Glucocorticoid regulation of Nramp1 in host resistance to mycobacteria

  • David H. Brown
  • Bruce S. Zwilling

Abstract

The ability of glucocorticoid hormones to effectively modulate an immune response has been widely studied. Glucocorticoid production and release from the adrenal cortex is stimulated primarily by adrenocorticotrophin (ACTH), which in turn, is controlled by Corticotrophin-releasing hormone (CRH) derived from the hypothalamus [1]. Circadian rhythms or “episodic” increases and decreases occur during each day. Stress overrides feedback regulation of glucocorticoid levels resulting in elevated levels of glucocorticoids. Alterations in corticosterone levels results in either an enhancement or suppression of defence mechanisms. Glucocorticoids, which freely penetrate the cell, bind to their cytoplasmic receptor [2]. The hormone-receptor complex translocates to the nucleus and binds to regulatory elements associated with certain genes (glucocorticoid response elements), which can activate or inhibit transcription of those genes. Glucocorticoids probably have primary and secondary cell targets. Primary targets are affected directly by glucocorticoids through the binding of the hormone to its receptor, whereas secondary target cells are affected by mediators (cytokines) produced by primary target cells which are regulated, themselves, by glucocorticoids [3]. Mononuclear cells represent one of the best-studied primary target cells of glucocorticoids [3–5]. Mononuclear cells possess high-affinity receptors (type II) for glucocorticoids [3,6]. Many elements of the cellular immune response are altered by glucocorticoids [3,7].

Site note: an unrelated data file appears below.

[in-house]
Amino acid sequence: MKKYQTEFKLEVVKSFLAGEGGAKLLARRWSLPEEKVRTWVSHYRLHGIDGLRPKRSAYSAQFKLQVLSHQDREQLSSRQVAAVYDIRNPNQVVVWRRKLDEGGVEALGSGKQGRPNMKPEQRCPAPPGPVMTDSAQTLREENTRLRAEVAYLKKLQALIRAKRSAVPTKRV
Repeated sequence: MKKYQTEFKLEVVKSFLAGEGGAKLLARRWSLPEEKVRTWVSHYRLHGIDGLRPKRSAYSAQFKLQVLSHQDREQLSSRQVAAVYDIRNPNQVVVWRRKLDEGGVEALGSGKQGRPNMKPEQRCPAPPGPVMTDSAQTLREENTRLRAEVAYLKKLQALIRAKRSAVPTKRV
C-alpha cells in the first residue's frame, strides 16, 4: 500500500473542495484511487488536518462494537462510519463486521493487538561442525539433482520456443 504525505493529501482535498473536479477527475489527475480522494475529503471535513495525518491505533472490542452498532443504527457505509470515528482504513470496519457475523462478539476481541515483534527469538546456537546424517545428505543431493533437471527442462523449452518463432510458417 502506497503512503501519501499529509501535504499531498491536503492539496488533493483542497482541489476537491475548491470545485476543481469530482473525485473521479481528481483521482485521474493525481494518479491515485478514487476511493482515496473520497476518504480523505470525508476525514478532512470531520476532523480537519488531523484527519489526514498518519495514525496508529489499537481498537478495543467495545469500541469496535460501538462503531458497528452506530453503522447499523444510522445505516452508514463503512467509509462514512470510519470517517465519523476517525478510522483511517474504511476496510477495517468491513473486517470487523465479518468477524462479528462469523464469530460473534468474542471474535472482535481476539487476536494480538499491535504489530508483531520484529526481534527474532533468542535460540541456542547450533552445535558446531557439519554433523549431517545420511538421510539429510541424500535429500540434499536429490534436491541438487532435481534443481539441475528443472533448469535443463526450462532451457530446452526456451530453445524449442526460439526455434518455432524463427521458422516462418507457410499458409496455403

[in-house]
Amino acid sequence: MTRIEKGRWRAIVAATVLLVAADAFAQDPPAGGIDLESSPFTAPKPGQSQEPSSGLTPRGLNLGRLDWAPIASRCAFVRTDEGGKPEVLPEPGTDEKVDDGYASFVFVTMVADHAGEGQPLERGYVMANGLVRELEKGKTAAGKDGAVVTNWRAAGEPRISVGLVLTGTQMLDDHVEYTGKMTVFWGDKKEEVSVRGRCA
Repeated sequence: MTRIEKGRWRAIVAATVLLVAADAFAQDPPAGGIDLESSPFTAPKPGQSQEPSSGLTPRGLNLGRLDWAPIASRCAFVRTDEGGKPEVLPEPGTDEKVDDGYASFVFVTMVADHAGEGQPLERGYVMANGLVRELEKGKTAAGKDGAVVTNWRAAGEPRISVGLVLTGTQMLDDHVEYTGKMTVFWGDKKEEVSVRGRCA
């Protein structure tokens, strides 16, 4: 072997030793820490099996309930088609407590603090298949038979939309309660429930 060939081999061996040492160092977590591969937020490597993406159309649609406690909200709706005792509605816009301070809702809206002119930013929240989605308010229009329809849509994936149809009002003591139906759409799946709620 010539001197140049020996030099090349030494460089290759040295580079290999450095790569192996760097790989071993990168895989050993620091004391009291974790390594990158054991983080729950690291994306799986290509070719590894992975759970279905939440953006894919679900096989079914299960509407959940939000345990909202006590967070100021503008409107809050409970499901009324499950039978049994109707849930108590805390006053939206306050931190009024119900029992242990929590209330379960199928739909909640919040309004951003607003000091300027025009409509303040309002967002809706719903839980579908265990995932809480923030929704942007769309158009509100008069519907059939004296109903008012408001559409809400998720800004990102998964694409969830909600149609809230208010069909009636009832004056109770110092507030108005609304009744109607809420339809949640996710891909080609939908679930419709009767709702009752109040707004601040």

Keywords

Corticosteroid Superoxide Hydrocortisone Interferon Arginine 

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© Springer-Verlag London Limited 1997

Authors and Affiliations

  • David H. Brown
  • Bruce S. Zwilling

There are no affiliations available

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